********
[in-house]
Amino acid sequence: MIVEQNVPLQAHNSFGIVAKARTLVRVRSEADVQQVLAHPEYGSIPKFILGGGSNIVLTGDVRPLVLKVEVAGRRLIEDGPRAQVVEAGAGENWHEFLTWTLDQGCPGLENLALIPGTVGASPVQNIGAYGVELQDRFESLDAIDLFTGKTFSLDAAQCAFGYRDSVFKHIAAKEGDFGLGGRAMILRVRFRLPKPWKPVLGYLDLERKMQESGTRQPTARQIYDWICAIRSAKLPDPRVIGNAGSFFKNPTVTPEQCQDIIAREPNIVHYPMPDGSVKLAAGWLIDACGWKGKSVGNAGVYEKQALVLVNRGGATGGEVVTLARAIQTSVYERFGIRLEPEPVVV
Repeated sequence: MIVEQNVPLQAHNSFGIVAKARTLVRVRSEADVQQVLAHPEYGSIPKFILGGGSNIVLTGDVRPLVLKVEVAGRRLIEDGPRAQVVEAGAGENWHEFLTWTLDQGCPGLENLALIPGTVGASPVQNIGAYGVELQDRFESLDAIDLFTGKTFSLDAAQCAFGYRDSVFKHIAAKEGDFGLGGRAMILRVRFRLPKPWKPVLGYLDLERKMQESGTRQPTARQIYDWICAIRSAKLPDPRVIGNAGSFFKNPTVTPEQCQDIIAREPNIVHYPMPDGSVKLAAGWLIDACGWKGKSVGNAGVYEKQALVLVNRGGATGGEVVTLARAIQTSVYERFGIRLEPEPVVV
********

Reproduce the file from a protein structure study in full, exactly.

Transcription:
[in-house]
Amino acid sequence: MIVEQNVPLQAHNSFGIVAKARTLVRVRSEADVQQVLAHPEYGSIPKFILGGGSNIVLTGDVRPLVLKVEVAGRRLIEDGPRAQVVEAGAGENWHEFLTWTLDQGCPGLENLALIPGTVGASPVQNIGAYGVELQDRFESLDAIDLFTGKTFSLDAAQCAFGYRDSVFKHIAAKEGDFGLGGRAMILRVRFRLPKPWKPVLGYLDLERKMQESGTRQPTARQIYDWICAIRSAKLPDPRVIGNAGSFFKNPTVTPEQCQDIIAREPNIVHYPMPDGSVKLAAGWLIDACGWKGKSVGNAGVYEKQALVLVNRGGATGGEVVTLARAIQTSVYERFGIRLEPEPVVV
Repeated sequence: MIVEQNVPLQAHNSFGIVAKARTLVRVRSEADVQQVLAHPEYGSIPKFILGGGSNIVLTGDVRPLVLKVEVAGRRLIEDGPRAQVVEAGAGENWHEFLTWTLDQGCPGLENLALIPGTVGASPVQNIGAYGVELQDRFESLDAIDLFTGKTFSLDAAQCAFGYRDSVFKHIAAKEGDFGLGGRAMILRVRFRLPKPWKPVLGYLDLERKMQESGTRQPTARQIYDWICAIRSAKLPDPRVIGNAGSFFKNPTVTPEQCQDIIAREPNIVHYPMPDGSVKLAAGWLIDACGWKGKSVGNAGVYEKQALVLVNRGGATGGEVVTLARAIQTSVYERFGIRLEPEPVVV